Scientific Highlights from Research Division
Research with Neutrons and Muons (NUM)
Experimental signatures of a three-dimensional quantum spin liquid in effective spin-1/2 Ce2Zr2O7 pyrochlore
A quantum spin liquid is a state of matter where unpaired electrons’ spins, although entangled, do not show magnetic order even at the zero temperature. The realization of a quantum spin liquid is a long-sought goal in condensed-matter physics.
Spin fluctuation induced Weyl semimetal state in the paramagnetic phase of EuCd2As2
Weyl fermions as emergent quasiparticles can arise in Weyl semimetals (WSMs) in which the energy bands are nondegenerate, resulting from inversion or time-reversal symmetry breaking. Nevertheless, experimental evidence for magnetically induced WSMs is scarce. Here, using photoemission spectroscopy, we observe that the degeneracy of Bloch bands is already lifted in the paramagnetic phase of EuCd2As2. We attribute this effect to the itinerant electrons experiencing quasi-static and quasi–long-range ferromagnetic fluctuations.
Soft biomimetic nanoconfinement promotes amorphous water over ice
Water is a ubiquitous liquid with unique physicochemical properties, whose nature has shaped our planet and life as we know it. Water in restricted geometries has different properties than in bulk. Confinement can prevent low-temperature crystalliza- tion of the molecules into a hexagonal structure and thus create a state of amorphous water. To understand the survival of life at subzero temperatures, it is essential to elucidate this behaviour in the presence of nanoconfining lipidic membranes.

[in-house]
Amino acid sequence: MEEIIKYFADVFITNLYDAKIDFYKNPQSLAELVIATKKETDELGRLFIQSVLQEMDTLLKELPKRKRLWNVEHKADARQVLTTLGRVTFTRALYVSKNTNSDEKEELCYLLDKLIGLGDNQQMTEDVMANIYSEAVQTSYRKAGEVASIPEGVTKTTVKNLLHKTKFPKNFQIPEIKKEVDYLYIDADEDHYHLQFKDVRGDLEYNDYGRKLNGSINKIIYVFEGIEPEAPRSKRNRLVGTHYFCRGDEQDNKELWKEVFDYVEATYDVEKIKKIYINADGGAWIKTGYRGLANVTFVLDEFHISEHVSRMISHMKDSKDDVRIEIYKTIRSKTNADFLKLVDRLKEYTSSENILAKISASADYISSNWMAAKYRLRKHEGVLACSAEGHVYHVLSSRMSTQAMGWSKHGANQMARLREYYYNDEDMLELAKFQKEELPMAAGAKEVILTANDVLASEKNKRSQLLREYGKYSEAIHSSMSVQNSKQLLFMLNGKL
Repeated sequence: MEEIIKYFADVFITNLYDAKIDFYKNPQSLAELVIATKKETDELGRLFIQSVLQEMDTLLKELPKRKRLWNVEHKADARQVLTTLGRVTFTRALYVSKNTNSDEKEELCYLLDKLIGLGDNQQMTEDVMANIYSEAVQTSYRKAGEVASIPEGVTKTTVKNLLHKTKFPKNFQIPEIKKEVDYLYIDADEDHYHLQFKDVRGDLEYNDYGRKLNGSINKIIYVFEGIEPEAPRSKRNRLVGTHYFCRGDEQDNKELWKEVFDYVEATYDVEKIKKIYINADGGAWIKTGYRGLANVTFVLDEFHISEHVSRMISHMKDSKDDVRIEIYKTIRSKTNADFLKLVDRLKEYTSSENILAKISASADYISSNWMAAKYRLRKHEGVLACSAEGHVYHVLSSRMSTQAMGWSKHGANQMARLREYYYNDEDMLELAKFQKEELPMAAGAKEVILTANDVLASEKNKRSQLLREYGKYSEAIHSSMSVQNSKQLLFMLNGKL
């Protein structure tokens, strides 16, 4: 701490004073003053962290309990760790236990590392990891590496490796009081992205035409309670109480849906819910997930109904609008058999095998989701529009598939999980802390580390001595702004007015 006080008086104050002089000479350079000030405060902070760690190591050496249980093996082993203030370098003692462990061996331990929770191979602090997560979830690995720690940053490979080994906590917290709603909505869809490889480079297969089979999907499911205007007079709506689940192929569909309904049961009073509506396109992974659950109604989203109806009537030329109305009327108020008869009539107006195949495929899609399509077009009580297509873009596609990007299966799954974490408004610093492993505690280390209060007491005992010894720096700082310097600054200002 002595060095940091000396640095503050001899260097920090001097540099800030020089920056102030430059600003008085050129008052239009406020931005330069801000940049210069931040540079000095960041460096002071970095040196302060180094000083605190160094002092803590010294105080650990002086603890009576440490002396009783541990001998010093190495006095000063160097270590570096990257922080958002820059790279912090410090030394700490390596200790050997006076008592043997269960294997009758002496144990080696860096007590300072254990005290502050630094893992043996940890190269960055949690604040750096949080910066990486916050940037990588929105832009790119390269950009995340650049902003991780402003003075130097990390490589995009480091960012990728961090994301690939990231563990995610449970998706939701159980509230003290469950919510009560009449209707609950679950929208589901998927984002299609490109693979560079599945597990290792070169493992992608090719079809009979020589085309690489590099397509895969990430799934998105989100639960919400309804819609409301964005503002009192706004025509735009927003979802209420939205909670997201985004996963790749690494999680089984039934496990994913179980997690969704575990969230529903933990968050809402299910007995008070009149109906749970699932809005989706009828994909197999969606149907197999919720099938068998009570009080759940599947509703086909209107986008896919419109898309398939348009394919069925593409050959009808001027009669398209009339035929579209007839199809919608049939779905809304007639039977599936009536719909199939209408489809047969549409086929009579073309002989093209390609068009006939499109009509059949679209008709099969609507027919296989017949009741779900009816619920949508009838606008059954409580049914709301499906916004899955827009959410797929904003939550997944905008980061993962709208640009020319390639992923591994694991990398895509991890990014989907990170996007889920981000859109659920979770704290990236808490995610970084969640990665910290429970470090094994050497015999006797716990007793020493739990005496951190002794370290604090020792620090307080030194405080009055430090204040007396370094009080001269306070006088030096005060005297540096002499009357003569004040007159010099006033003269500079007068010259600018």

Metamagnetic texture in a polar antiferromagnet
The notion of a simple ordered state implies homogeneity. If the order is established by a broken symmetry, the elementary Landau theory of phase transitions shows that only one symmetry mode describes this state. At the exact points of phase coexistence, domain states composed of large regions of different phases can be stabilized by long-range interactions.
Large Anomalous Hall Effect in Topological Insulators with Proximitized Ferromagnetic Insulators
We report a proximity-driven large anomalous Hall effect in all-telluride heterostructures consisting of the ferromagnetic insulator Cr2Ge2Te6 and topological insulator (Bi,Sb)2Te3. Despite small magnetization in the (Bi,Sb)2Te3 layer, the anomalous Hall conductivity reaches a large value of 0.2e2/h in accord with a ferromagnetic response of the Cr2Ge2Te6.
PSI imaging helps with rocket launches
PSI researchers are helping the European space program: Their neutron imaging serves to ensure the quality of critical components for rocket launches.
Critical fields of Nb3Sn prepared for superconducting cavities
Nb3Sn is currently the most promising material other than niobium for future superconducting radiofrequency cavities. Critical fields above 120 mT in pulsed operation and about 80 mT in CW have been achieved in cavity tests. This is large compared to the lower critical field as derived from the London penetration depth, extracted from low field surface impedance measurements.
Phase transition in the cuprates from a magnetic-field-free stiffness meter viewpoint
A method to measure the superconducting (SC) stiffness tensor ρs, without subjecting the sample to external magnetic field, is applied to La1.875Sr0.125CuO4. The method is based on the London equation J=-ρsA, where J is the current density and A is the vector potential which is applied in the SC state.
Magnetically Addressable Shape-Memory and Stiffening in a Composite Elastomer
With a specific stimulus, shape‐memory materials can assume a temporary shape and subsequently recover their original shape, a functionality that renders them relevant for applications in fields such as biomedicine, aerospace, and wearable electronics. Shape‐memory in polymers and composites is usually achieved by exploiting a thermal transition to program a temporary shape and subsequently recover the original shape.
Elementary excitation in the spin-stripe phase in quantum chains